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Thread: Translating wuxia

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    Senior Member junny's Avatar
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    Default Translating wuxia

    Hi guys, just wanted to have a thread where translators can gather and share insight on translation techniques/strategies, if any, and the difficulties you encountered. Reason I'm asking and curious is because I'm currently doing a course on translation and the theories I'm studying are pretty useless where translating wuxia is concerned. So I'm interested to know how you guys manage, from major cases where something is virtually untranslatable from Chinese to English, to the more technical stuff such as whether to preserve terms in pinyin or go with an English equivalent that may (perhaps) be clumsier.

    Any insight is appreciated. I'm thinking most of us are translating from the original Chinese, but if you're translating into English from another language other than Chinese, then you're also welcome to share. If you're not translating but have read the translations here and the official ones, do share your thoughts on what you think worked and did not work, and any suggestions you may have for improvement.


    To start, one of my difficulties has always been how to translate sound. Chinese employs a fair amount of sound words that do not translate well into English. An example is this fragment:

    突听“砰”的一声,隔壁的房门被撞开。”拍”的一声,一条东西被重重地摔在地上

    I could of course reconstruct that as:

    "suddenly heard a bang as the neighbouring room's door was yanked open, and then something being slammed heavily on the ground".

    But that would lose the aural effect of the sound words, and that bit of rhythm in the sentence. Thoughts?
    Last edited by junny; 12-14-10 at 11:08 PM.
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    Senior Member fastclock's Avatar
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    Well, I am a crude translator, but one thing I can think of is to use an English word that represents the full sound effects. (onomatopoeia)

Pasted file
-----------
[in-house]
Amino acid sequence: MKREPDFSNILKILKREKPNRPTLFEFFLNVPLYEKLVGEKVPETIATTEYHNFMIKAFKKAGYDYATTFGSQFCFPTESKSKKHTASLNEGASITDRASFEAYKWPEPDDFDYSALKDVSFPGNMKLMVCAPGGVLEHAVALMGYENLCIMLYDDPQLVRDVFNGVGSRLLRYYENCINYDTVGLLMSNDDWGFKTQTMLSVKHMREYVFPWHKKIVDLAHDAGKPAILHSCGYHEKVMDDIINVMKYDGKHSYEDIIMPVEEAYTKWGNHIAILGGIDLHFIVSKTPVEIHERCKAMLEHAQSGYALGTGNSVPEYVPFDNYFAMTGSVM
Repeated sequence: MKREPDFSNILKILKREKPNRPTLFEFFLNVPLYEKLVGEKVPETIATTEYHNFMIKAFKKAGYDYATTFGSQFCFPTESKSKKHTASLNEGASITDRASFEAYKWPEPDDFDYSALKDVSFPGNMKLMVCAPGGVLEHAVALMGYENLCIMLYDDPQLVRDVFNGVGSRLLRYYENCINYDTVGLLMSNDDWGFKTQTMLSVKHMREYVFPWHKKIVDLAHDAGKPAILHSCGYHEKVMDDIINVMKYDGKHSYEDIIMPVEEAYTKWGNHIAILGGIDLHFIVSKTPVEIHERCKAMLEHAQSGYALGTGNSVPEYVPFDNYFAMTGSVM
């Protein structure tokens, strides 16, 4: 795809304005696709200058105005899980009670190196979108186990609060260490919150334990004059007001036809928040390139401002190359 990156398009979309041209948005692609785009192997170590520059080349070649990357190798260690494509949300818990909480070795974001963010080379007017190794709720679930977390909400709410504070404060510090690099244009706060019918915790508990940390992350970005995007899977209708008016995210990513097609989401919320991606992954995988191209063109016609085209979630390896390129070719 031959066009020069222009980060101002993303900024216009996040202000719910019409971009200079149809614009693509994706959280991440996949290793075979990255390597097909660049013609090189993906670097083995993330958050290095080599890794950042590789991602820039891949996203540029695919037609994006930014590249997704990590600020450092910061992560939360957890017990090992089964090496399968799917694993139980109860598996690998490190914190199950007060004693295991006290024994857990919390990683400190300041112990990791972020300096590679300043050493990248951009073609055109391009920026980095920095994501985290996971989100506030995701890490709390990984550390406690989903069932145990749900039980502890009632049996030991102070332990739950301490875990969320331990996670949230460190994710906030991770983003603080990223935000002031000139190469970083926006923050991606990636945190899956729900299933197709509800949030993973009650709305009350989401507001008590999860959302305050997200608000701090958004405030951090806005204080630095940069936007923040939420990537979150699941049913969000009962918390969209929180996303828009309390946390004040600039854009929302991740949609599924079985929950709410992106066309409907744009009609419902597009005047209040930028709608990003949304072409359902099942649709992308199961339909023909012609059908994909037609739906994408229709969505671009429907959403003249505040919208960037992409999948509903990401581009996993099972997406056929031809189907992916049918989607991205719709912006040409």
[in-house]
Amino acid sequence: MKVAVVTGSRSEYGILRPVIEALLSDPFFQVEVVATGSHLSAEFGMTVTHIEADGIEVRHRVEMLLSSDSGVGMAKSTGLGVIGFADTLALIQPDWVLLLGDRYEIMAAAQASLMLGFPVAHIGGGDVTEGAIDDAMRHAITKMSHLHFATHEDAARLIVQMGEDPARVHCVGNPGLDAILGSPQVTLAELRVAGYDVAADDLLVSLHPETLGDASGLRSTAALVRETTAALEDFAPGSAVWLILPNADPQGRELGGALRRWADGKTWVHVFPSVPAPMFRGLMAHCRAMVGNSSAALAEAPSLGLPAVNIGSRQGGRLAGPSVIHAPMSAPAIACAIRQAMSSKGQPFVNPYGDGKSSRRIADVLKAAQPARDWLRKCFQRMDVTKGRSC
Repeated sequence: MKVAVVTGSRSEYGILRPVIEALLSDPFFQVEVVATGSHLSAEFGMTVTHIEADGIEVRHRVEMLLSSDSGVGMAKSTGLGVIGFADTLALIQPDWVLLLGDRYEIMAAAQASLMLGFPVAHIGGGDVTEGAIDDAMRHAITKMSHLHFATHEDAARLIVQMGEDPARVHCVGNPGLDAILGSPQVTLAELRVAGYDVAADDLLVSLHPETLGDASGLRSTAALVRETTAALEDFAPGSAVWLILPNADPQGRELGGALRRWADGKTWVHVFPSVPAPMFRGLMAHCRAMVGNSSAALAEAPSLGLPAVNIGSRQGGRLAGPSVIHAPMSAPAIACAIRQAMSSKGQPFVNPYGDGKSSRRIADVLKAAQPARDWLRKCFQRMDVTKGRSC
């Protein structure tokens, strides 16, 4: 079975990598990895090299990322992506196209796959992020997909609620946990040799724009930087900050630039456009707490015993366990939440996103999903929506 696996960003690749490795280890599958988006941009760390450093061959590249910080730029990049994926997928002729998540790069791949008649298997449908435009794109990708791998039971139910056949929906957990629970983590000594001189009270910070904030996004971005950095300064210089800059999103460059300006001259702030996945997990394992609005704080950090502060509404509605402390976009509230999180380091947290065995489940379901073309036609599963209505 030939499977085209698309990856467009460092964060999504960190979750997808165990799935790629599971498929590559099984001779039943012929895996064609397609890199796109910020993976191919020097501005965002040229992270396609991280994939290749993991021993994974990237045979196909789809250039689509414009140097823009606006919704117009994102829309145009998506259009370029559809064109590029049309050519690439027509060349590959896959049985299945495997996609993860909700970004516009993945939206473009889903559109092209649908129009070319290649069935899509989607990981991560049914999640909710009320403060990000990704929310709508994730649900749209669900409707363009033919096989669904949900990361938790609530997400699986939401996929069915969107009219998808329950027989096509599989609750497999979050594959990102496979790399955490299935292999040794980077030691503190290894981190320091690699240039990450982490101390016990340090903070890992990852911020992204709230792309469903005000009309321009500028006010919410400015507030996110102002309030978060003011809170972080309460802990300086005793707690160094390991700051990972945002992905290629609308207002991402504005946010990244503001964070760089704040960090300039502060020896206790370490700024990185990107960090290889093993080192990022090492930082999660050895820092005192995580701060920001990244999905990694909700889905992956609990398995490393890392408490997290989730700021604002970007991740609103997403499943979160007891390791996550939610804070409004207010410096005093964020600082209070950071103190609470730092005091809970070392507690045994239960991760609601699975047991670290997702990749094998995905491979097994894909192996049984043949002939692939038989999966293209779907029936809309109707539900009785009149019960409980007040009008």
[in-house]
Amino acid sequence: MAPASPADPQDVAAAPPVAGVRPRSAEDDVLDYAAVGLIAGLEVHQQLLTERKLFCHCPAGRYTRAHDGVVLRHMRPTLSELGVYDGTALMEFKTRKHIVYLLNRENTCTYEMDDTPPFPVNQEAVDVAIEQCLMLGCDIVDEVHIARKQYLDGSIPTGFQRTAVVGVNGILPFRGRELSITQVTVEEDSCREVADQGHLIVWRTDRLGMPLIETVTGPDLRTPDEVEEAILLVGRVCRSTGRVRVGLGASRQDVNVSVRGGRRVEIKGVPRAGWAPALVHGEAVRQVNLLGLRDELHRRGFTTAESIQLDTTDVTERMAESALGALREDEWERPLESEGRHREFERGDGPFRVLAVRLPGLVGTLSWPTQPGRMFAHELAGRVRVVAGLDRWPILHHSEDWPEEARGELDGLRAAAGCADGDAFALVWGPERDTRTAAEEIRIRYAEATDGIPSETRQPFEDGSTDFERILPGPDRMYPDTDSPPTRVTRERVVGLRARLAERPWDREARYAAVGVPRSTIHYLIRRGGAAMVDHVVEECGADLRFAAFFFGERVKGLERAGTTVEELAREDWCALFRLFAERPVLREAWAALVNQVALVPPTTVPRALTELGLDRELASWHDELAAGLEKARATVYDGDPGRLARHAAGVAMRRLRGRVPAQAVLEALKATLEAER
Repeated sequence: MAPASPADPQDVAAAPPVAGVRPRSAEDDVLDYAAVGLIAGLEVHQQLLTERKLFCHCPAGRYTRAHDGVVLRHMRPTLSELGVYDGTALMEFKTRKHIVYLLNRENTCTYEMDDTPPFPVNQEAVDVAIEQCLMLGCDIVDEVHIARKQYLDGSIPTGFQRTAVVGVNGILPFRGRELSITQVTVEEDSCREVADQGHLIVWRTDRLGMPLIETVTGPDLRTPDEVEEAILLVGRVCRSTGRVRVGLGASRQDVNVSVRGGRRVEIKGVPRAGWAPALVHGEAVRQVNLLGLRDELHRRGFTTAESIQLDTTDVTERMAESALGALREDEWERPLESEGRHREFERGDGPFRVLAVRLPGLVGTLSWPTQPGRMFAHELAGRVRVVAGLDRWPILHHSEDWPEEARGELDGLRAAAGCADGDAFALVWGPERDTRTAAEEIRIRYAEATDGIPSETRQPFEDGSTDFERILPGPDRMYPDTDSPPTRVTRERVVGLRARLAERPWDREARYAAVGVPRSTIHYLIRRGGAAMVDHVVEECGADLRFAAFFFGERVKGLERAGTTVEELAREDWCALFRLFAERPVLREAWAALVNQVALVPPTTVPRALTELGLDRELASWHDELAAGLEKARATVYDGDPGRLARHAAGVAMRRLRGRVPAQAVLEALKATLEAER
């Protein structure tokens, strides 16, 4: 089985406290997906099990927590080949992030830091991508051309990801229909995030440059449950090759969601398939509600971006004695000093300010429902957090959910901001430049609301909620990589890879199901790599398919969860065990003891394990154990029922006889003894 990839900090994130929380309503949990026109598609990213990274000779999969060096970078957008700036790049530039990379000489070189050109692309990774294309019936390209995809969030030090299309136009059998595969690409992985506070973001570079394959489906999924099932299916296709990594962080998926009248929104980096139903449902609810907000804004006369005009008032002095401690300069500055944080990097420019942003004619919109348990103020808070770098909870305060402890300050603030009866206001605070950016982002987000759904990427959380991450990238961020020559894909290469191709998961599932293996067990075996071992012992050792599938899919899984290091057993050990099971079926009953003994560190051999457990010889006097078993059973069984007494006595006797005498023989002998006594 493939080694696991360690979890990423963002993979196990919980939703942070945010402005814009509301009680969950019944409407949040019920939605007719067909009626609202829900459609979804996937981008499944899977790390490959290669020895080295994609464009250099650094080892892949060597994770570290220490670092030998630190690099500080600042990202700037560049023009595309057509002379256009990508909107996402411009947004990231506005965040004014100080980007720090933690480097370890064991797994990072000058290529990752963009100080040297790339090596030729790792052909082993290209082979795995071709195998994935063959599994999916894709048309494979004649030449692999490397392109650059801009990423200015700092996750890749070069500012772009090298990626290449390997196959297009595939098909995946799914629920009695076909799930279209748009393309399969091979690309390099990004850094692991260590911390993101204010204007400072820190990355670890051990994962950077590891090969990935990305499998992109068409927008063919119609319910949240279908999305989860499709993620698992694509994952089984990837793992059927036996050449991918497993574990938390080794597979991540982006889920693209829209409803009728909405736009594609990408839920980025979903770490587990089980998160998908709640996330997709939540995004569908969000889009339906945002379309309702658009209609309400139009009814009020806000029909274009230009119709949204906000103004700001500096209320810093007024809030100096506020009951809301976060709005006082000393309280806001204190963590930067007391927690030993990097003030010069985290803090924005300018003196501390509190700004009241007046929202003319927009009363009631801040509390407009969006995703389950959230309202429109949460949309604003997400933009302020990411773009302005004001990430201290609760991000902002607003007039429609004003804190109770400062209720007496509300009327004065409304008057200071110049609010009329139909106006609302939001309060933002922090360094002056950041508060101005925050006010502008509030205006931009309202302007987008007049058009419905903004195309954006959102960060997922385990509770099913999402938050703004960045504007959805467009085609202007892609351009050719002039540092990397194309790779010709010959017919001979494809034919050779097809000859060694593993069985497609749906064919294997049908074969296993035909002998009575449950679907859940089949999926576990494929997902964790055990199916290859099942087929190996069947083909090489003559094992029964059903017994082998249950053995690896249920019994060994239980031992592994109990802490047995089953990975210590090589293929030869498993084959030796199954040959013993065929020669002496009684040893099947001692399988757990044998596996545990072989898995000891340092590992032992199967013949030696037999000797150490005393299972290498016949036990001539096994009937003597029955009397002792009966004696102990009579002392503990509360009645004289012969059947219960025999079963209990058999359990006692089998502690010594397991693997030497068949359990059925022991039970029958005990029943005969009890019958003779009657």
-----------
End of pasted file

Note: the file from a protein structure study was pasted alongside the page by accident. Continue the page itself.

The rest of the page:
Snap, crackle, pop, Crash, Bang, Thump, Screech, Wail, Boom, Crack, Slosh, Slap, Thud, Trickle, Splat, Spit, Spatter, Swish, Rustle, Rip, Tear, Roar, Thunder, Crackle, Cackle, Moan, Rattle, Drip, Crunch, Munch, Cough, Sigh, Hum, Hiss, Howl, Chirp, Tweet, Bark, Miaow, Moo, Baa, Caw...

    word like "qiang" might be translated by "swish" or something like that.
    "peng" probably has a lot more possibilities.

    Personally, I would like to minimize pinyin words, except for names of person or some places.

    fastclock - Wuxia Stories

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    Senior Member junny's Avatar
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    Thanks for the input!

    Yeah, onomatopoeia is very useful, although I'm very bad at finding sound equivalents. And for me it's still very hard to incorporate an English sound word into the sentence without thinking it sounds all kinds of odd.

    Pinyin-wise, I also do that for names and places, and also certain objects that would benefit from having a footnote to elaborate on meaning, significance, etc.
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    Senior Member athlonkmf's Avatar
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    Not a translator, but I've read several translations and noticed some things.